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Only seven U.S. public officials have been impeached (defined as an indictment returned by the House, which may then lead to a trial before the Senate) and convicted under the Constitution. Bancroft Prize winner Kyvig (history, Northern Illinois Univ.; Explicit and Authentic Acts: Amending the U.S. Constitution, 1776-1995) discusses the revival of this procedure in recent decades. After briefly covering earlier efforts, Kyvig examines the John Birch Society's crusade against Chief Justice Earl Warren. Most impeachments are judicial-every successful one has removed a judge-but what qualifies as impeachable? "Treason, Bribery, or other high Crimes and Misdemeanors," says the Constitution. "Whatever a majority of the House" says, according to Gerald Ford when he pursued William O. Douglas. Sometimes it's not mysterious, as with three judges impeached in the 1980s, two of whom were in federal prison when removed. But what of cases like President Bill Clinton? Did his acts rise to "high Crimes and Misdemeanors"? While the Clinton case is well documented elsewhere, most of Kyvig's stories are not; some are almost unknown. Kyvig is that rarity, an academic who can write well and accessibly. Scholarly, thorough, immensely readable, and highly recommended for all libraries.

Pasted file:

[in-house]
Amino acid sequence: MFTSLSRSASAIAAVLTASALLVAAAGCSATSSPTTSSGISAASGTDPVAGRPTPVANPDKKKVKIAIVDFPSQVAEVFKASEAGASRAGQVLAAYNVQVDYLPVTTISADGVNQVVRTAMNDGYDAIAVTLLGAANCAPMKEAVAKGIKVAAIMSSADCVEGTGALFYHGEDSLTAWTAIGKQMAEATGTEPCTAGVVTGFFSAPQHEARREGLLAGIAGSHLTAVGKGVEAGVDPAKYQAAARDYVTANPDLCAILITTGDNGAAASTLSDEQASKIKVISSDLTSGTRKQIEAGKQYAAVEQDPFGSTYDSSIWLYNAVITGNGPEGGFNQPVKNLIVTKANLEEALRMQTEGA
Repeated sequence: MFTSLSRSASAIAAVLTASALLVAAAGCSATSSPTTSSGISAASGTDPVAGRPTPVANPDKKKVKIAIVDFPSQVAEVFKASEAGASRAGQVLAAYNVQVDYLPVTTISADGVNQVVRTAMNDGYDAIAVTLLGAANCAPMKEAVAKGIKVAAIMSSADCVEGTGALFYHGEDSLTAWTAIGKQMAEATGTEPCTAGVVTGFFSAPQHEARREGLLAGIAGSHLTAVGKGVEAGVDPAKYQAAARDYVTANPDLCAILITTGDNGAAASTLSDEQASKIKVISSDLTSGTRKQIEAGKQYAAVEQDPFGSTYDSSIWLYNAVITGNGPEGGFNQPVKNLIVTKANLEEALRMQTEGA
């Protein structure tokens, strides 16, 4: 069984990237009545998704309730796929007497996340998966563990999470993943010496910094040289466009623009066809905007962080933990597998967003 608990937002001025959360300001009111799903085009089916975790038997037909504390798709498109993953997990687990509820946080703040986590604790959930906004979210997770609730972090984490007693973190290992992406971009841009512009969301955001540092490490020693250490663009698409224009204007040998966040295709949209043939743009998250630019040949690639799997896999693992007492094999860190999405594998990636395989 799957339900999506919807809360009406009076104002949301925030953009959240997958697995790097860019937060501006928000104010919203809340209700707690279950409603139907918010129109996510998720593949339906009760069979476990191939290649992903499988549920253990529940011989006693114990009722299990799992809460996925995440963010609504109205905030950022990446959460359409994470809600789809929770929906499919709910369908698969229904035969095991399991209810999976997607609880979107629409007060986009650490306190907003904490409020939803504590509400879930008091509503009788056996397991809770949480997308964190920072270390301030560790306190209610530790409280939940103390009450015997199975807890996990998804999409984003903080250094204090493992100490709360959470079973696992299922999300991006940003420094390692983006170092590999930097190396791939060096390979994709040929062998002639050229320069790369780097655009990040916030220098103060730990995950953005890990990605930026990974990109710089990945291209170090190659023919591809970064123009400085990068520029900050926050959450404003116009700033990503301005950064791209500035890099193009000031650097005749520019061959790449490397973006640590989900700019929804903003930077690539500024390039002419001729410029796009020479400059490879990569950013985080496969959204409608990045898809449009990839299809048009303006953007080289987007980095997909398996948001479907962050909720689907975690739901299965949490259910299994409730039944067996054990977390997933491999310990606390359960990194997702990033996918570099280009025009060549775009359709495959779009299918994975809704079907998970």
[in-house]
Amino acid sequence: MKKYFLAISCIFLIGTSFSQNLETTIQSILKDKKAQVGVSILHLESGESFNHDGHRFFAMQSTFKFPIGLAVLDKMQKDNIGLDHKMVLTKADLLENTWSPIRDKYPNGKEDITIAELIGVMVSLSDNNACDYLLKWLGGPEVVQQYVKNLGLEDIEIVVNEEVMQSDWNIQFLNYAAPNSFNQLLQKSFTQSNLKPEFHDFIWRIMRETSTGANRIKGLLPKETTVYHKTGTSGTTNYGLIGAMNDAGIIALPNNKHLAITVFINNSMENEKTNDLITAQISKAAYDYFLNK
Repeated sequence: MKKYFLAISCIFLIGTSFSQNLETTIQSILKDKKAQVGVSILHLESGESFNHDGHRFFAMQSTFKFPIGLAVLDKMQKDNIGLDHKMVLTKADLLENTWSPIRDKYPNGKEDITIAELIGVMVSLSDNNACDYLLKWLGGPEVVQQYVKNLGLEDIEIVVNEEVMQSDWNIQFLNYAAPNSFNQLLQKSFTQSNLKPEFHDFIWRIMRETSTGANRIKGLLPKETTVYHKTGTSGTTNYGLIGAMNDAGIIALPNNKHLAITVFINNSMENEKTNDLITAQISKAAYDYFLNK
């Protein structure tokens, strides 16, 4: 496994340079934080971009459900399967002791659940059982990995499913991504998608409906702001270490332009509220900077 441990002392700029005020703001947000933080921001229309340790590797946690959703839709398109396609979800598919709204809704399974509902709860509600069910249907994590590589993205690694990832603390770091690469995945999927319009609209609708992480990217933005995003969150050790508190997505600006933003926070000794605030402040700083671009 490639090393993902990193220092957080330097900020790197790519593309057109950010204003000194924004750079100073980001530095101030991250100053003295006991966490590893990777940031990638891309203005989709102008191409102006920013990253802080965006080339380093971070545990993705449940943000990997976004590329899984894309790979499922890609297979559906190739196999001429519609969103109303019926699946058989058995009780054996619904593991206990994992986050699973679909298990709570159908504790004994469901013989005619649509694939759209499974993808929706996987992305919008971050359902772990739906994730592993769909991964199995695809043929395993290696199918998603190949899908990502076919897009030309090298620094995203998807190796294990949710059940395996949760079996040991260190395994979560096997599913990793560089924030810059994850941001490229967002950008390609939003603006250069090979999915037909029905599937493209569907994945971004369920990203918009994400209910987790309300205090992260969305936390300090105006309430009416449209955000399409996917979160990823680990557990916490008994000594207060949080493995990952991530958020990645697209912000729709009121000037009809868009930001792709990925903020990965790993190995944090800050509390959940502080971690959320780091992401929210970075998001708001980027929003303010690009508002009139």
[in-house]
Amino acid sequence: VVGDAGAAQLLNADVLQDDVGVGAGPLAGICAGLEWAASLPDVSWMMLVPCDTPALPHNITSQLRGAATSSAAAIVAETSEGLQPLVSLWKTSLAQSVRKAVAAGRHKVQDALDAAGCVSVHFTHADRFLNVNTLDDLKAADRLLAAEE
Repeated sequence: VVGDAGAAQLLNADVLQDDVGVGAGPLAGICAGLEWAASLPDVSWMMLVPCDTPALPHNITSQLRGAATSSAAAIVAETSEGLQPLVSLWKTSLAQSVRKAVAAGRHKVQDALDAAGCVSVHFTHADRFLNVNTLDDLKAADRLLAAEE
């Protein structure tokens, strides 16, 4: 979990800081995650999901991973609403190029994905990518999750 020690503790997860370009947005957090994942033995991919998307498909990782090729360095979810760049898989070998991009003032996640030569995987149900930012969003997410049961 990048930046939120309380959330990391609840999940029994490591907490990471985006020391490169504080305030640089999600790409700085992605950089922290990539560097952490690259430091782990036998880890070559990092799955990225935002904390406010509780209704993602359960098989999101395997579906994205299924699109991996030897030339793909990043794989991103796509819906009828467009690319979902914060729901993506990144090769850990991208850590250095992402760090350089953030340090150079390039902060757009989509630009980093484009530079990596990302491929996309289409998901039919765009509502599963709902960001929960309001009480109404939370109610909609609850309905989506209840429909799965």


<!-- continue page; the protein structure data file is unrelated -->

—Michael O. Eshleman